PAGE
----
Earlier this month, Sen. Evan Bayh (D-IN) said that he agreed with Rep. Eric Cantor’s (R-VA) assertion that all of the Bush tax cuts should be extended, even those for the richest two percent of Americans. The Obama administration has proposed retaining the cuts for the lower- and middle-class while allowing those for the rich to expire on schedule at the end of the year.
Yesterday, Sen. Kent Conrad (D-ND), the chairman of the Senate Budget Committee, called for a temporary extension of all the cuts, including those for the wealthy, adding that “he thinks waiving so-called pay-go rules to extend the upper income rates should be considered”:
“Pay-go is not just a line in the sand,” he said. “There is a reason that you have a pay-go waiver, which requires 60 votes.”
Today, Conrad clarified that he is by no means endorsing the Republican line on a deficit-financed permanent extension of all the Bush tax cuts, saying that “the Republicans’ proposal to me is a formula for the decline of the United States.” His position is that the tax cuts for the rich should only be extended for 18-24 months, “until the recovery is on more solid ground.”
While Conrad’s position is far more nuanced than that of the Republicans, extending the Bush tax cuts is still one of the least stimulative steps that policymakers can take to boost the economy, generating just 29 cents of economic activity for every dollar spent (since the benefits overwhelmingly go to the wealthy, who are far more likely to save a dollar received than is someone from the lower- or middle-class). Extending all of the cuts for two years would cost $558 billion, including debt service costs, according to the Pew Fiscal Analysis Initiative.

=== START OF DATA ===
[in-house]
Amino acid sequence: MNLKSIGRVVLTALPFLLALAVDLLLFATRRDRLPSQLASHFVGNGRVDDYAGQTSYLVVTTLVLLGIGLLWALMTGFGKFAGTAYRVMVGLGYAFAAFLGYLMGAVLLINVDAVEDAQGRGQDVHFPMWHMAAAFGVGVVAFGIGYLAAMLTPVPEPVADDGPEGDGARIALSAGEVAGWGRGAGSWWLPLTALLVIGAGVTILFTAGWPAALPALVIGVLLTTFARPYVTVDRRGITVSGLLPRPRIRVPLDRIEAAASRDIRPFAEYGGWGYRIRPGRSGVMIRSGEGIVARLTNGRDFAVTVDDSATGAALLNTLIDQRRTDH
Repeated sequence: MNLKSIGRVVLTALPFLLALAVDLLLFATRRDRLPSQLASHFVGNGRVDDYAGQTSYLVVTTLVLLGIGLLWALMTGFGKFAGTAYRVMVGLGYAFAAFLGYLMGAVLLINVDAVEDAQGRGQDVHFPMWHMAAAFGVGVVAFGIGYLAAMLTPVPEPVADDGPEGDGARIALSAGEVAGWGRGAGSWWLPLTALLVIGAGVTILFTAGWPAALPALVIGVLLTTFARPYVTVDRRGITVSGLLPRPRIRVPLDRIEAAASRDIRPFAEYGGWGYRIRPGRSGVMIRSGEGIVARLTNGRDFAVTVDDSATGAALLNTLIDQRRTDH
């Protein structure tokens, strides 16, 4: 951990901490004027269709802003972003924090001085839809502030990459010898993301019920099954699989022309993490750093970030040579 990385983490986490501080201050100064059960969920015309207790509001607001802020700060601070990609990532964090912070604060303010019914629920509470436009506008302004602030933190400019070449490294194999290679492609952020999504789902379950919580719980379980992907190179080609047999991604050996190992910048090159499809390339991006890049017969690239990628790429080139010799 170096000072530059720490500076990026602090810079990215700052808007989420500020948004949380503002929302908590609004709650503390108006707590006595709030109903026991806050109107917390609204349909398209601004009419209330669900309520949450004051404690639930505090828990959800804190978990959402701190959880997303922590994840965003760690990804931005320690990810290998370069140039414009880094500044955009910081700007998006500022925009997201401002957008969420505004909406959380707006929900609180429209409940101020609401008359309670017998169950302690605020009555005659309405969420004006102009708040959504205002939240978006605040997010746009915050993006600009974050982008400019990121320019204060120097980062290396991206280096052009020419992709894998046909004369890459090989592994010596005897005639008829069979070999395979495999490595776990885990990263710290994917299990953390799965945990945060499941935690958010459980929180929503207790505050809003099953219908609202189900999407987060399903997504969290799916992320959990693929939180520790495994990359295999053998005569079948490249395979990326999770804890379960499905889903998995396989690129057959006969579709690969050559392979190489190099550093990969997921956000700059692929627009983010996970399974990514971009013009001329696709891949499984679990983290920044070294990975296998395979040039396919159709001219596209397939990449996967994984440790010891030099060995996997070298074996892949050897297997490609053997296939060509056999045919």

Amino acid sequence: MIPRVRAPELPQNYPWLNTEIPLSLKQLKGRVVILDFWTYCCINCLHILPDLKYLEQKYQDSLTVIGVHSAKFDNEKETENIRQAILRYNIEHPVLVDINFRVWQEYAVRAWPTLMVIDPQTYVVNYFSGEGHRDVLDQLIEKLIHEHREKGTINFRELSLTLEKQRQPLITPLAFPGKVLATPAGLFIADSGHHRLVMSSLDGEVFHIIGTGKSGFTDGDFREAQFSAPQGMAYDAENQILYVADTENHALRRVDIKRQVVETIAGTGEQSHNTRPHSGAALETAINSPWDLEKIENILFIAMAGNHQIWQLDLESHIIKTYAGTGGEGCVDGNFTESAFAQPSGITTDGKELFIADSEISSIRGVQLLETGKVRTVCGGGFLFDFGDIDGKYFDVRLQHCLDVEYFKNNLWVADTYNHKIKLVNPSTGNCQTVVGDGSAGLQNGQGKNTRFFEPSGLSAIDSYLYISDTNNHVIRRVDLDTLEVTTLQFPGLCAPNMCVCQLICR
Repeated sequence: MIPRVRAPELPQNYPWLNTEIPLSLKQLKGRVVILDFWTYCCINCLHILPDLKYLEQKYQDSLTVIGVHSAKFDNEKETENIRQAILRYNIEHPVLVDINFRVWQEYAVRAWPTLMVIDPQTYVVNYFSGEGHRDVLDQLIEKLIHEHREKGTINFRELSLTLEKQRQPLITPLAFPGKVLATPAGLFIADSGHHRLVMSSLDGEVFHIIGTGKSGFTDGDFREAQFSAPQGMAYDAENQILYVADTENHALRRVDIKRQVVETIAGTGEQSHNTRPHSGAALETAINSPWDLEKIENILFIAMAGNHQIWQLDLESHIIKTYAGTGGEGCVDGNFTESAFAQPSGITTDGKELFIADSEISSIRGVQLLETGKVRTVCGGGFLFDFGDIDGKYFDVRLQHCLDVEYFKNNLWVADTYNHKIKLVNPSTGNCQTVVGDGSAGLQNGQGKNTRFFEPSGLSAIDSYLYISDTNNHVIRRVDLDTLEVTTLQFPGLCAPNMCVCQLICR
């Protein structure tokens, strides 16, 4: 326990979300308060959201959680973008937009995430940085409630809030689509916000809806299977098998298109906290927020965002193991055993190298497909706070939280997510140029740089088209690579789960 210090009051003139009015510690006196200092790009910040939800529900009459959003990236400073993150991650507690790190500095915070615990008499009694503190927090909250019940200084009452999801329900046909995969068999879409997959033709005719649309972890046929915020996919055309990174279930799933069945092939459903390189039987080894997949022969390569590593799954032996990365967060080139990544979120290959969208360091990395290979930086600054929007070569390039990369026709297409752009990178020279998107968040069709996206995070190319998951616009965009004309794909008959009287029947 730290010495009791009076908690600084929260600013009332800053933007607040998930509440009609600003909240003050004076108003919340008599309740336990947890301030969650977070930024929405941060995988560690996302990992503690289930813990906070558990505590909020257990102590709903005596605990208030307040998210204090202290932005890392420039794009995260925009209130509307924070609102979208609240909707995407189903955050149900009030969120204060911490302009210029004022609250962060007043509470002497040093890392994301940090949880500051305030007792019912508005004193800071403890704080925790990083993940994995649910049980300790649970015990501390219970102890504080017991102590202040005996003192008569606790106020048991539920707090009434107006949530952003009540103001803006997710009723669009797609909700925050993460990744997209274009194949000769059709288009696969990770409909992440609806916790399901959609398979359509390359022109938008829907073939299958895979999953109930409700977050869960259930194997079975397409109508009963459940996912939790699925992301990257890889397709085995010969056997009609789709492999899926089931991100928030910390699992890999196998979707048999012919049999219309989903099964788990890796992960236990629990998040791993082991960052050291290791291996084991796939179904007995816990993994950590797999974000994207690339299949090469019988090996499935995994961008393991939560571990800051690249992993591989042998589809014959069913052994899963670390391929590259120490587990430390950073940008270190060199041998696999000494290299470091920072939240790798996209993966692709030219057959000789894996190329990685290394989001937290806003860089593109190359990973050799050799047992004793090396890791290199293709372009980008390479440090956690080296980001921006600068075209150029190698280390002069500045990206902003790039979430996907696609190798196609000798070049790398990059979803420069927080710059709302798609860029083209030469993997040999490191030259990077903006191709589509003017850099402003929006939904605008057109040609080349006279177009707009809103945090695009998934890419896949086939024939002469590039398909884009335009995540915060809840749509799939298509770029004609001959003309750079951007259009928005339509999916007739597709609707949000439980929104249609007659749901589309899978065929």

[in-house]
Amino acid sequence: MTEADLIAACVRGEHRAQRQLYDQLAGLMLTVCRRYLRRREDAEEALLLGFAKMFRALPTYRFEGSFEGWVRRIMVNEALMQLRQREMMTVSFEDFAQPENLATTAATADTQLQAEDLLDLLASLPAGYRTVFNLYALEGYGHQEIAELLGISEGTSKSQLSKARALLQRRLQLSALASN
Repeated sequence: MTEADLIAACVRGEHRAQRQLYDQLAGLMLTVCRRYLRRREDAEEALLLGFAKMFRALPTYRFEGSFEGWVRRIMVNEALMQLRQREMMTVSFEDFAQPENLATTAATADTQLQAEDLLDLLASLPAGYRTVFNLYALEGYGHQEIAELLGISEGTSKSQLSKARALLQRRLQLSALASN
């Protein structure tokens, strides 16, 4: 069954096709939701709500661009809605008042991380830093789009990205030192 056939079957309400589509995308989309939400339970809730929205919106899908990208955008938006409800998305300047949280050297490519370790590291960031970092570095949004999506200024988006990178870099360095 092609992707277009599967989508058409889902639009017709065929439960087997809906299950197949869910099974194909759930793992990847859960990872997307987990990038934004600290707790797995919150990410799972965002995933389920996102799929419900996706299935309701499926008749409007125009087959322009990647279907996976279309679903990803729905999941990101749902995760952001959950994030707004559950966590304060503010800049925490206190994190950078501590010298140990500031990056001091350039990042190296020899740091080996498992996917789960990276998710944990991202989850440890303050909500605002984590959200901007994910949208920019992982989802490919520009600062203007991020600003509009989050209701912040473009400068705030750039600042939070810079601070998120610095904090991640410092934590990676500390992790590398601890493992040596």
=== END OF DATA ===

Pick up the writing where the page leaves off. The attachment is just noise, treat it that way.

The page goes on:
Today, when asked if Democratic leaders are willing to consider extending all of the Bush tax cuts, Speaker of the House Nancy Pelosi (D-CA) said, “No. Our position has been that we support middle-income tax cuts.” Treasury Secretary Timothy Geithner also reiterated the administration’s position today:
Mr. Geithner said there is “still some uncertainty about how strong the recovery is going to be,” which may be impacting spending decisions by businesses and individuals. But he discounted that as a reason to extend the Bush-era tax cuts for top earners, saying most private forecasts show moderate economic growth and increasing public confidence in the recovery.
Yesterday, Sen. Ben Nelson (D-NE) “said through a spokesman that he also supported extending all the expiring tax cuts for now, adding that he wanted to offset the impact on federal deficits as much as possible.”